British Columbia's world acclaimed salmon fishing in the remote northern reaches of the Queen Charlotte Islands, will take another giant stride this season as Air North 737 charter jet service speeds the sports adventurer guests to Masset, en route to Queen Charlotte Lodge (QCL) on Naden Harbour. From Masset, Helijet takes over with a luxury high-speed shuttle to the Lodge.
"This is yet another step in our determination to make our area - and Queen Charlotte Lodge in particular - the pre-eminent salmon fishing destination in the world," said QCL's managing partner Paul T. Clough. "When we announced the Helijet service in 2005, the speed and luxury comfort excited our whole industry. We are now confident that Air North as a partner, with their legendary experience in wilderness air and cargo service and their 737 comfort for most of our guests, will take us to yet another level."
The announcement of the service was made at a VIP reception this morning at Vancouver International Airport. Shortly after the guests assembled in YVR's Plaza Premium Lounge, an Air North 737 taxied to the gate just below them. The pilot was airline cofounder and President, Joe Sparling , whose 30-year story building the Yukon's Airline is a reminder of Western Canadian bush pilots and aviation icons, Max Ward (Wardair), Russ Baker (Pacific Western Airlines) and Grant McConachie (CP Air).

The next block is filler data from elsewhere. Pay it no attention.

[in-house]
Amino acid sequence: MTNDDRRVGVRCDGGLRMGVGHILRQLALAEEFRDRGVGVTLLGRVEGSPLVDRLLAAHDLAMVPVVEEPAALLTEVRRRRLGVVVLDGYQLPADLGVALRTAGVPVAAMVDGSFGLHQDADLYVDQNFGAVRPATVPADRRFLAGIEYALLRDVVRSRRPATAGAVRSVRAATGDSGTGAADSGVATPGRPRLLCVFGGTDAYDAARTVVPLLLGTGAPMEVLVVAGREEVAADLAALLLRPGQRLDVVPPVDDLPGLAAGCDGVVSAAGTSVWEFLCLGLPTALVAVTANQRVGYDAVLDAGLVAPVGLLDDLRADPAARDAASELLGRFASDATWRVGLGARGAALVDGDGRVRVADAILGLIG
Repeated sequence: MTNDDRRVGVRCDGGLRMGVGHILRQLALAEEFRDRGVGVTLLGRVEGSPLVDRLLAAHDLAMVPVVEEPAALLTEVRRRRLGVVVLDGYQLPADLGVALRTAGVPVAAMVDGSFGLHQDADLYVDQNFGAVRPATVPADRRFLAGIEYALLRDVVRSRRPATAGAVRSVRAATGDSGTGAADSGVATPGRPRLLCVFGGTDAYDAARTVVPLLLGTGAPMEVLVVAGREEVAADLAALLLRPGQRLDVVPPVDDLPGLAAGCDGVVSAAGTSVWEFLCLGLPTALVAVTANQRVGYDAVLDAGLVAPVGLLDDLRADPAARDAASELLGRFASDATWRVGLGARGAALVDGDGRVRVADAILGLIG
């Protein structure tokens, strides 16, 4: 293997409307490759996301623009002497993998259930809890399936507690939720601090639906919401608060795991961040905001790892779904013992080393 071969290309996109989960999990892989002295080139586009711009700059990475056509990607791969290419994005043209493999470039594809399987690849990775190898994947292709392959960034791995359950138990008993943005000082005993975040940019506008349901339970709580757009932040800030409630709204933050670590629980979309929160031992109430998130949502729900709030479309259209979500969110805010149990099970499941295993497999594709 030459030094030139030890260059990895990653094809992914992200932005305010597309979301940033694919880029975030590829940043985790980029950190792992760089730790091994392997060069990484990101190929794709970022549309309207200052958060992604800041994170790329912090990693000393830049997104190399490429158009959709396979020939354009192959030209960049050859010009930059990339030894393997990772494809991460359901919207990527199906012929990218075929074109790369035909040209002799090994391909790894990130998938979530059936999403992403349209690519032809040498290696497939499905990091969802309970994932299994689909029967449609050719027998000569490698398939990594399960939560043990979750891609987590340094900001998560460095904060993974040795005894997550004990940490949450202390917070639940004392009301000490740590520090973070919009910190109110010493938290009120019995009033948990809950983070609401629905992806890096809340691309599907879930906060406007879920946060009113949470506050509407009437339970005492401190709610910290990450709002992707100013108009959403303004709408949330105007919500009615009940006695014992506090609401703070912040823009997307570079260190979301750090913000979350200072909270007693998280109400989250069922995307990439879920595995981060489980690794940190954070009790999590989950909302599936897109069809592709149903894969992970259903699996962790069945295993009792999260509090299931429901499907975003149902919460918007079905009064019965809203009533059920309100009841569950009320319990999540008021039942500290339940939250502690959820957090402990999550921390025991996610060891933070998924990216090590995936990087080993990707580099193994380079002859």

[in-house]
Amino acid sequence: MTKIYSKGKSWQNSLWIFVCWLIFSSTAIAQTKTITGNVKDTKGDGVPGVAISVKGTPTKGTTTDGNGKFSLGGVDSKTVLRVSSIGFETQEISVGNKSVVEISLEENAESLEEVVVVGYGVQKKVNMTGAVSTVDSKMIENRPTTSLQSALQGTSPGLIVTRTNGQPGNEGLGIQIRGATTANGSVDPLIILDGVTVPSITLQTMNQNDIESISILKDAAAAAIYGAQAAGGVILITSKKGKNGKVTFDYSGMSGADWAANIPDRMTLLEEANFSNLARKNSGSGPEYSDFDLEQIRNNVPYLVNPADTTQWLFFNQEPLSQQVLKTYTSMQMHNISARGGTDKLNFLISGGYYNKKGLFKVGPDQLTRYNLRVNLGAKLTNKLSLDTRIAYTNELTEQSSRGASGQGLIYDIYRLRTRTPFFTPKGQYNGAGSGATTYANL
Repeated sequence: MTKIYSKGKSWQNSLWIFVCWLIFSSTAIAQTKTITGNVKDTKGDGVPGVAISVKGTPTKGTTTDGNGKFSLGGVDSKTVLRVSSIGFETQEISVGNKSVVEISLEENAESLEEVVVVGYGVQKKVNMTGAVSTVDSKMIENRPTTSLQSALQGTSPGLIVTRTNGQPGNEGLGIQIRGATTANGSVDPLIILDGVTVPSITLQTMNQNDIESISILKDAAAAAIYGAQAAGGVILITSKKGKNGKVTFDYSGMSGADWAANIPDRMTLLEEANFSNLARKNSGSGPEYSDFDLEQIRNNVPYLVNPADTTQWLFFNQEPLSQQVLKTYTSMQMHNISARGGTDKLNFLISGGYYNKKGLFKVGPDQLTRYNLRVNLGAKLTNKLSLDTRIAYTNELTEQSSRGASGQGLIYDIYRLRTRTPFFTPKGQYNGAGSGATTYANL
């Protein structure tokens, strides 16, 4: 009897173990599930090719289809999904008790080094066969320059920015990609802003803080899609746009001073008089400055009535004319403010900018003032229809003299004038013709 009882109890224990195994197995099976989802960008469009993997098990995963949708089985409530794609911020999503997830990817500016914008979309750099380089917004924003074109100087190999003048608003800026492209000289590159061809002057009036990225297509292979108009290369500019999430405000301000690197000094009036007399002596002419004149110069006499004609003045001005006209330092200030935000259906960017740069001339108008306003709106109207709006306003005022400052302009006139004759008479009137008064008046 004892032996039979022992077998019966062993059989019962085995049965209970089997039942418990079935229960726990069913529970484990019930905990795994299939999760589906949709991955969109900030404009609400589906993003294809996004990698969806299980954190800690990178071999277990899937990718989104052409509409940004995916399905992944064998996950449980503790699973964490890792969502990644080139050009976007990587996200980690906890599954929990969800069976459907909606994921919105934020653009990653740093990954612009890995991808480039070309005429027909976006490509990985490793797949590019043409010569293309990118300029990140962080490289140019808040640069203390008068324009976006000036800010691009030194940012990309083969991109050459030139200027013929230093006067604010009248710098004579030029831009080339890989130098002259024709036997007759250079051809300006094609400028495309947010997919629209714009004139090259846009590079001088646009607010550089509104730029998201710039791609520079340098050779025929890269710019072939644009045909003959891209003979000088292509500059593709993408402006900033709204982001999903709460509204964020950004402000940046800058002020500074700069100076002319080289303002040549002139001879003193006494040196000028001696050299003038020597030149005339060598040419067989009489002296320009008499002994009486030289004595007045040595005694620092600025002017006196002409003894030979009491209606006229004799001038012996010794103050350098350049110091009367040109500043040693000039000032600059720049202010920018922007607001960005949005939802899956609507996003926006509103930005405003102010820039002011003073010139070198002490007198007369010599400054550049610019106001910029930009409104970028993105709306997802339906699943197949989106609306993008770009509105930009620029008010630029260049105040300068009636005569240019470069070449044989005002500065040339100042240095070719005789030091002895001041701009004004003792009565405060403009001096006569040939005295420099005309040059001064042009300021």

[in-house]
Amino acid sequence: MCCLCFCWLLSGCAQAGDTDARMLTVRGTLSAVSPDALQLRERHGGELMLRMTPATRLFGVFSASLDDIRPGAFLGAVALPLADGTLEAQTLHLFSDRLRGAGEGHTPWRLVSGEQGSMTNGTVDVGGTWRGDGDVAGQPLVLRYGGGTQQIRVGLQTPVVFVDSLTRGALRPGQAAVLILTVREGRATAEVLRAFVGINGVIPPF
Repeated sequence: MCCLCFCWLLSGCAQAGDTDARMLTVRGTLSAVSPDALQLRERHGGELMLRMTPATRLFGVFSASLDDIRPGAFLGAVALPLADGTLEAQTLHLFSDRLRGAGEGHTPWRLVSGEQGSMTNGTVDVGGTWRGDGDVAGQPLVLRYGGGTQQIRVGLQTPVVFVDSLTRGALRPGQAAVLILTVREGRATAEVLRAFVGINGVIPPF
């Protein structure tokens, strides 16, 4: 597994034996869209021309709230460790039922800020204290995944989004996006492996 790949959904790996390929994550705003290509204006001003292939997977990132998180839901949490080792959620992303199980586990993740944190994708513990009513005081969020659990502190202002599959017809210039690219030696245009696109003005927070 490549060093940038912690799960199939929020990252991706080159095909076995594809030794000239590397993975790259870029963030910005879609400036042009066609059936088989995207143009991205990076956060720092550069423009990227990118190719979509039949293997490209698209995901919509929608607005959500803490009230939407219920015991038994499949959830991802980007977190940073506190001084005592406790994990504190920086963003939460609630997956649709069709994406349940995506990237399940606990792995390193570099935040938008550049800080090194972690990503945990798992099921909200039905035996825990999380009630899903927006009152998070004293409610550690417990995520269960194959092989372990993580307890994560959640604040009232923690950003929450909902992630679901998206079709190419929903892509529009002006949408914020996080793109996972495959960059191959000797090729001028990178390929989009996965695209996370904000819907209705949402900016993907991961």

Meeting informally afterwards with guests and reporters, Sparling said, "We are looking forward to a long-term charter relationship with Queen Charlotte Lodge and working together to develop this outstanding northern British Columbia tourism and adventure resource."
The Air North charter service for the QCL season, which runs from June through September, consists of both a 737-200 jet and a Hawker-Siddeley 748 turbo-prop. The turbo-prop will leave earlier than the jet with each group, carry passengers and cargo, and take longer to get to Masset, but actually get its passengers out fishing sooner. The majority of guests will be on the 737, the number each trip determined by the runway length at Masset, the total weight aboard and the vagaries of weather.
"Our planning with Air North has been exciting for us, because these are people who need no education about the difficulties imposed by our wilderness location, completely beyond the reach of roads, power and telephone lines," Clough said.
The companies have a great deal in common. QCL is proud of its association with the Haida and respect for their traditions. Whitehorse headquartered Air North is 48.8 per cent owned by the Vuntut Development Corporation, the economic arm of the Vuntut Gwitchin First Nation, based at Old Crow in the distant north. The airline is as enthusiastic about promoting salmon fishing on the Yukon River and its tributaries as QCL is about its area.
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